News

    Lebanon Reacts to Yet Another Political Assassination

    Multimedia

    Audio

    Stores, banks and some government offices were closed in many parts of Beirut to mourn the slaying of Christian member of parliament Antoine Ghanem in a car bomb explosion, Wednesday. Edward Yeranian reports from Beirut

    Anger, frustration and fear are gripping many Lebanese, after Wednesday's powerful car bomb explosion that ripped through rush-hour traffic and killed Christian Lebanese Member of Parliament Antoine Ghanem.

    Many stores, banks and offices across Beirut chose not open. Traffic remains light, as supporters of the embattled anti-Syrian governing coaliton observed a general strike to protest his killing.

    Beirut's An Nahar newspaper, whose editor, Jibrane Tueni, was killed in a similar explosion, two years ago, writes that Ghanem's slaying sends what it calls "a bloody message" to the government and its supporters.

    The newspaper says the explosion was intended to reduce the number of pro-government members of parliament and to scuttle presidential elections set for September 25.

    Lebanon's parliament meets in five days to elect a successor to pro-Syrian President Emile Lahoud.

    The pro-Syrian Hezbollah group and its allies, which withdrew from the government last year, have been threatening to boycott parliament, which elects the president, making a required two-thirds quorum impossible to reach.

    Political leaders close to the ruling anti-Syrian majority have been vocal in condemning the killing of Mr. Ghanem. Many of them are accusing Syria in his death, as well as in the death's of eight other politicians and journalists in the past two years.

    The head of Lebanon's National Liberal Party and the son of former president Camille Chamoun, Dory Chamoun, insists Syria was involved in the latest slaying and that Damascus is trying to manipulate the upcoming presidential election to impose its own candidate.

    "It was naturally a bad surprise, since I had just had a coffee the day before with him and he was a friend and so it is a very sad thing, but we never discounted such action on behalf of the Syrians," said Chamoun. "We have always thought that they would try and do their maximum to diminish the majority, so that the major[ity] will not be able to elect a President and so that they can impose a president that is their man, and they can step back into Lebanon they way they were before, so this is all part of the Syrian plan."

    George Jabbour, a leading member of the Syria's Ba'ath Party, denies Damascus played a role in Ghanem's slaying.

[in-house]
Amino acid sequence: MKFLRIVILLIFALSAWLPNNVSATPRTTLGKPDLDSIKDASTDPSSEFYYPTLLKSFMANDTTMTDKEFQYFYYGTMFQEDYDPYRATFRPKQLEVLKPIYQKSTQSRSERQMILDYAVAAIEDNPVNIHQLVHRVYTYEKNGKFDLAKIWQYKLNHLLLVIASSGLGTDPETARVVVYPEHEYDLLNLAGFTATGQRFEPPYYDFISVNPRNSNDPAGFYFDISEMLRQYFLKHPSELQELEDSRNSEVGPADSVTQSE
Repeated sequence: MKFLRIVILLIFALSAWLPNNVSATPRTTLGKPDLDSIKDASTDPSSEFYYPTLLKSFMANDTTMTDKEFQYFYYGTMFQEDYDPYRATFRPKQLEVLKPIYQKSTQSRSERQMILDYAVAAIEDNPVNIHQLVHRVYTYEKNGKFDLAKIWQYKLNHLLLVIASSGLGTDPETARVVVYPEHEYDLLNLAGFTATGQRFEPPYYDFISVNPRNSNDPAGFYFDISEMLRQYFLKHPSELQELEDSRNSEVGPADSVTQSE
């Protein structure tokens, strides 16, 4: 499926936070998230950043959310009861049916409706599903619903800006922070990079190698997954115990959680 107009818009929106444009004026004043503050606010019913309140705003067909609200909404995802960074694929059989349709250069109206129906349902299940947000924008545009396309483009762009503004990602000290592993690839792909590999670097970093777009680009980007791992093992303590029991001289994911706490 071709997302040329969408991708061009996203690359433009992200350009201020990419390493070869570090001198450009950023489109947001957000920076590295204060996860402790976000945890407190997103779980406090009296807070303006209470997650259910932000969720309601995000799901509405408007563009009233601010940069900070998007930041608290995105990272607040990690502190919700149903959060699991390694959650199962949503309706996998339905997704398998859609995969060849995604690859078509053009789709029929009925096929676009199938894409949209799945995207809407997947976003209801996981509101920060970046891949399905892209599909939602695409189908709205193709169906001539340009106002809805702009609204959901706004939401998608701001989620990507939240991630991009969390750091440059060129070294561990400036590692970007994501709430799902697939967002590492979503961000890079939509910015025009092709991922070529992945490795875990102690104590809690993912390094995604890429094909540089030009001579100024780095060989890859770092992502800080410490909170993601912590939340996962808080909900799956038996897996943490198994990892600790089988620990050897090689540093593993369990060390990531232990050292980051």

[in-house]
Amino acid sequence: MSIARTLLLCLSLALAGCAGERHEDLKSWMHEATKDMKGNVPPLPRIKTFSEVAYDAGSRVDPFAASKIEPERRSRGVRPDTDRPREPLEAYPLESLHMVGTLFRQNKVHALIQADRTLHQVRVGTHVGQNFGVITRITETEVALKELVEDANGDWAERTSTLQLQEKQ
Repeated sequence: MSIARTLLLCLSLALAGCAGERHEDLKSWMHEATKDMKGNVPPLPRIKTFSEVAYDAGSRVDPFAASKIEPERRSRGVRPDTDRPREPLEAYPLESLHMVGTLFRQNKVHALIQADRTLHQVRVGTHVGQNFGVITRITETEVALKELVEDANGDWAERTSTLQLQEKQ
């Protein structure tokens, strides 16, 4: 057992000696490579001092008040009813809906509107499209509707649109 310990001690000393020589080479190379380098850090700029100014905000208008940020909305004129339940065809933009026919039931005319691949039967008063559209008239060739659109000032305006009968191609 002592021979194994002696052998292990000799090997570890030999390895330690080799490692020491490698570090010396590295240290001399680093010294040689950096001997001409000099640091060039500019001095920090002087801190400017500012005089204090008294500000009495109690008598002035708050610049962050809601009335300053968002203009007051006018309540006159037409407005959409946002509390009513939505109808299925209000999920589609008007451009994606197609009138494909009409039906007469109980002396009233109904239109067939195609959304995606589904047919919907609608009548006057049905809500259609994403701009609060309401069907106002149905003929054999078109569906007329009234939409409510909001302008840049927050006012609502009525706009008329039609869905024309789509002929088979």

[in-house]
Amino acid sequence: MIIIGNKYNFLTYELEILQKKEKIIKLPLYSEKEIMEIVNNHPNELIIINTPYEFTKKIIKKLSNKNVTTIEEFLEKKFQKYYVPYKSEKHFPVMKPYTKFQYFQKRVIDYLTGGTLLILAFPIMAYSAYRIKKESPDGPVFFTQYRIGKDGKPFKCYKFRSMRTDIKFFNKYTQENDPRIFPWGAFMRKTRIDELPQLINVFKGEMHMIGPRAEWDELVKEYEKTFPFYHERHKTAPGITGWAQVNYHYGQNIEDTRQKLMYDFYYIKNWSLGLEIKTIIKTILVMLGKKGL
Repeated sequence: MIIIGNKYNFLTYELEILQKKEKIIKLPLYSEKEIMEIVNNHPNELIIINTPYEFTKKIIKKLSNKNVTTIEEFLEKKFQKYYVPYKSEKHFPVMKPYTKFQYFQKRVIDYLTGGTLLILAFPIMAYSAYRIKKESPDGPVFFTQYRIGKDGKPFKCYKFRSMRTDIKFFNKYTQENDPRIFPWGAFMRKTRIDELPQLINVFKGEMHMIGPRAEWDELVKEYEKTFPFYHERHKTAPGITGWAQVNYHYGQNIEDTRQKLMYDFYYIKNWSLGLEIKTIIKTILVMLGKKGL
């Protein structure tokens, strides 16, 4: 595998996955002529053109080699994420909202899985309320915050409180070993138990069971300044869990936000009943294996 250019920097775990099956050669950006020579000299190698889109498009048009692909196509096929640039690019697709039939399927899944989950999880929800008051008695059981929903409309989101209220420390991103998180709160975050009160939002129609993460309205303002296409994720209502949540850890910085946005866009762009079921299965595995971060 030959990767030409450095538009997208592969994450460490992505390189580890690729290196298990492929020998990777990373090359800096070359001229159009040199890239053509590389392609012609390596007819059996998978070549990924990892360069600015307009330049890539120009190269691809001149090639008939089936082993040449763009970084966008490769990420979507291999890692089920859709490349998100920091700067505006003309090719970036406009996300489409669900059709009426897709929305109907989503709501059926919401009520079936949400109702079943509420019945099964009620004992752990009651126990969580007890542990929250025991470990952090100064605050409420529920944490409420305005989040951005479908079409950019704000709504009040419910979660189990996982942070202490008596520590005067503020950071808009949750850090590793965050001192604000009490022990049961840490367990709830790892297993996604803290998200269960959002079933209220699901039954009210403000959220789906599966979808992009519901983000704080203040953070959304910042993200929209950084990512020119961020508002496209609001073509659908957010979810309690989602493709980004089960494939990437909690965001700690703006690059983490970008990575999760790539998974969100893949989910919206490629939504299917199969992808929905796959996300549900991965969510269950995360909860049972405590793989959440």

Former Lebanese president Amine Gemayel, who's son, Industry Minister Pierre Gemayel, was ambushed and killed by gunmen last November, expressed determination and persistence to move on with presidential elections.

    "So it is a real tragedy for me and, in the meantime, for our party, the Kataeb Party, because he was a member of the parliament representing the party at the eve of the presidential elections. It is a real loss and we are determined to go all the way and to resist this barbarian behavior - those assassinations - and we will not surrender," he said. "We will pursue our struggle to strengthen our sovereignty and to keep Lebanon in the free world, endorsing the democratic values."

    Lebanon Parliament Speaker Nabih Berri, of the pro-Syrian opposition, is to meet with Sa'ad Hariri, the leader of the pro-government coalition and with Maronite Christian Patriarch Nasrallah Butros Sfeir, in the next couple of days. That meeting could determine the fate of next week's scheduled presidential electiom.

    This forum has been closed.
    Comments
         
    There are no comments in this forum. Be first and add one

    Featured Videos

    Your JavaScript is turned off or you have an old version of Adobe's Flash Player. Get the latest Flash player.
    Chinese-Americans Heart Trump, Bucking National Trendi
    X
    May 27, 2016 5:57 AM
    A new study conducted by three Asian-American organizations shows there are three times as many Democrats as there are Republicans among Asian-American voters, and they favor Hillary Clinton over Donald Trump. But one group, called Chinese-Americans For Trump, is going against the tide and strongly supports the business tycoon. VOA’s Elizabeth Lee caught up with them at a Trump rally and reports from Anaheim, California.
    Video